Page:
Florida prison bans ‘Militant’ for photos of worker protests

By Brian Williams
May 4, 2020

In an outrageous effort to ban photographs of workers raising their fists in labor and other battles, Florida prison authorities have banned issue no. 13 of the Militant. This is the first time in eight months the paper has been suppressed.

A letter received April 17 from officials at the Jefferson Correctional Institution in Monticello, Florida, informed the Militant that issue had been impounded.

The reason? “Gang signs: pgs. 1, 5, 14 and 16.” But what the photos show are workers organizing to defend their rights, safety, dignity on the job and to build unions. The only common element is workers raising their fists in the air as part of their protests.

One photo appears twice — on page 1 and on page 16, the first page of the Spanish-language section of the issue. It shows a worker at the Perdue chicken processing plant in Kathleen, Georgia, raising his fist in the air as he and his fellow workers walk off the job March 23 to protest work and safety conditions there.

Another is of nurses protesting at Kaiser Permanente in Richmond, California, March 24, demanding hospital bosses provide safe working conditions.

The fourth photo depicts members of United Steelworkers Local 8888 during their historic battle to organize a union at the Newport News, Virginia, shipyard in November 1979, a strike covered in hundreds of newspapers and other publications for decades.

Prison officials now claim these raised fists are all just gang signs, “a threat to the security, good order, or discipline of the correctional system or the safety of any person.”

Raised fists as part of public protests got its widest media coverage in 1968, when U.S. Olympic team sprinters Tommie Smith and John Carlos raised their fists on the winners podium at the Summer Olympics in Mexico City to protest racist discrimination. “It was a cry for freedom and for human rights,” Smith told Smithsonian magazine in 2008.

The Smithsonian Institution has on exhibit the track suit Smith wore and a box he held on the podium, which contained an olive branch, as well as the shoes he raced in.

This iconic photo was splashed on front pages all across the country. Standing with them was silver medal winner Peter Norman, a racer from Australia from a working-class background.

Norman told the press he was familiar with racism from his experiences with the Australian rulers’ “White Australia” policies and their discriminatory treatment of Aboriginal peoples. He wore the badge of the Olympic Project for Human Rights around his neck on the podium, a group Smith and Carlos had helped organize months before.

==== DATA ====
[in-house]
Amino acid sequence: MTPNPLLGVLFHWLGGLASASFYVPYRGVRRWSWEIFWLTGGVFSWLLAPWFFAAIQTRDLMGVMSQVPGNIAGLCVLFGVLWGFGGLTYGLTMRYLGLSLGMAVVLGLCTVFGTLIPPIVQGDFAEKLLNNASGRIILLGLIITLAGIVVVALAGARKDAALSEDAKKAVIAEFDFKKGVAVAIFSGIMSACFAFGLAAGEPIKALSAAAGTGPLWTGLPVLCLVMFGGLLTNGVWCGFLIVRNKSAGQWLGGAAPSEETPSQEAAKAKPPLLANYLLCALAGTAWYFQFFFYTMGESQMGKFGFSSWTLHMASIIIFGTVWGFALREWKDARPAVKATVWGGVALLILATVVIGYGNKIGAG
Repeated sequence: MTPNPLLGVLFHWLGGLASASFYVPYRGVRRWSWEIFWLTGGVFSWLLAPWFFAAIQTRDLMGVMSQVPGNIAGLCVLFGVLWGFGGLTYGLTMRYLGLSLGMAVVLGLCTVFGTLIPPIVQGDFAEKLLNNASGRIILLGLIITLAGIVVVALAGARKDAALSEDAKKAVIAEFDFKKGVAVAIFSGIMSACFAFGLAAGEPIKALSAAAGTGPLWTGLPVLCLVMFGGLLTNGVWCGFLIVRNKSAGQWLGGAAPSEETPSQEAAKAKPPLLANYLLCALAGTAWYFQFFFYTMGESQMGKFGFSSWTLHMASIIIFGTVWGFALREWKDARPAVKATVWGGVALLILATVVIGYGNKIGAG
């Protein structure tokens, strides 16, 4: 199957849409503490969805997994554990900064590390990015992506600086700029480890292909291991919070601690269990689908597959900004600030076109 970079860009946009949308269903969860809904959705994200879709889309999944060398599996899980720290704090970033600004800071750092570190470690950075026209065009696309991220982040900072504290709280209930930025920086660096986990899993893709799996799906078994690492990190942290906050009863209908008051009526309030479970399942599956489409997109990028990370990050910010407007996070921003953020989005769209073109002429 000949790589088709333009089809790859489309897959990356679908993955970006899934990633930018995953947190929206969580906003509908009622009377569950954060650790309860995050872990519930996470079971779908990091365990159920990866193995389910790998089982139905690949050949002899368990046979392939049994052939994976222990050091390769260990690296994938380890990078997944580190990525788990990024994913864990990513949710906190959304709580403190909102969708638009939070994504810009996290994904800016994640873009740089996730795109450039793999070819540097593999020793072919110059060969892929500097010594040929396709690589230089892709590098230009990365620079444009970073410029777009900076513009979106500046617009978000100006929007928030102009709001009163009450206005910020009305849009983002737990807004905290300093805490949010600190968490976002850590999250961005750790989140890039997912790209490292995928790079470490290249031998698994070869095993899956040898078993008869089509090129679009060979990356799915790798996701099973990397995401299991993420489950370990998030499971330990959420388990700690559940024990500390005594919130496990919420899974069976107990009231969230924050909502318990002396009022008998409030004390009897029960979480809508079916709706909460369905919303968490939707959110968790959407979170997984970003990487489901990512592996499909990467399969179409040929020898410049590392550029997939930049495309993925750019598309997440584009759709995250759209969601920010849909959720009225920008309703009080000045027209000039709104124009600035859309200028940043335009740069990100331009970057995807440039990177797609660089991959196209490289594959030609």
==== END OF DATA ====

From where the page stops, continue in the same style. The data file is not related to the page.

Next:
Would Florida prison authorities have banned all these papers?

Anytime authorities at any Florida prison seize a copy of the Militant, the issue is taken from all 48 subscribers in prisons across the state.

‘We will fight to reverse this’

The Militant’s attorney, David Goldstein, informed Florida’s Department of Corrections Literature Review Committee — which reviews all suppressions of newspapers and other literature — that the paper is preparing to appeal this impoundment, and that it is obviously improper. The Militant has appealed every instance when the paper has been banned, the vast majority successfully.

He was told the committee has already scheduled a review of the ban for April 23. If the committee refuses to overturn it, the paper will appeal.

Last year 14 out of 16 issues of the Militant were impounded over three months. Florida authorities, who received dozens of protest letters from the Florida American Civil Liberties Union, American Library Association, PEN America and many other organizations and individuals, overturned most of these bans and stopped seizing further issues in mid-August — until now.

“The prison authorities’ ban is a clear violation of freedom of press and of the right of our subscribers behind bars to read the paper,” said Militant editor John Studer. “We will fight to reverse this.

“If they think they can ban every symbol of workers’ struggles, they’re in for a surprise,” he said. “Workers behind bars are part of the world. They have the right to consider different views and form their own opinions. They have the right to read about workers’ actions to defend jobs, wages and working conditions, against racist discrimination and violence, and to defend their rights in the midst of today’s economic and social crisis caused by the capitalist system.”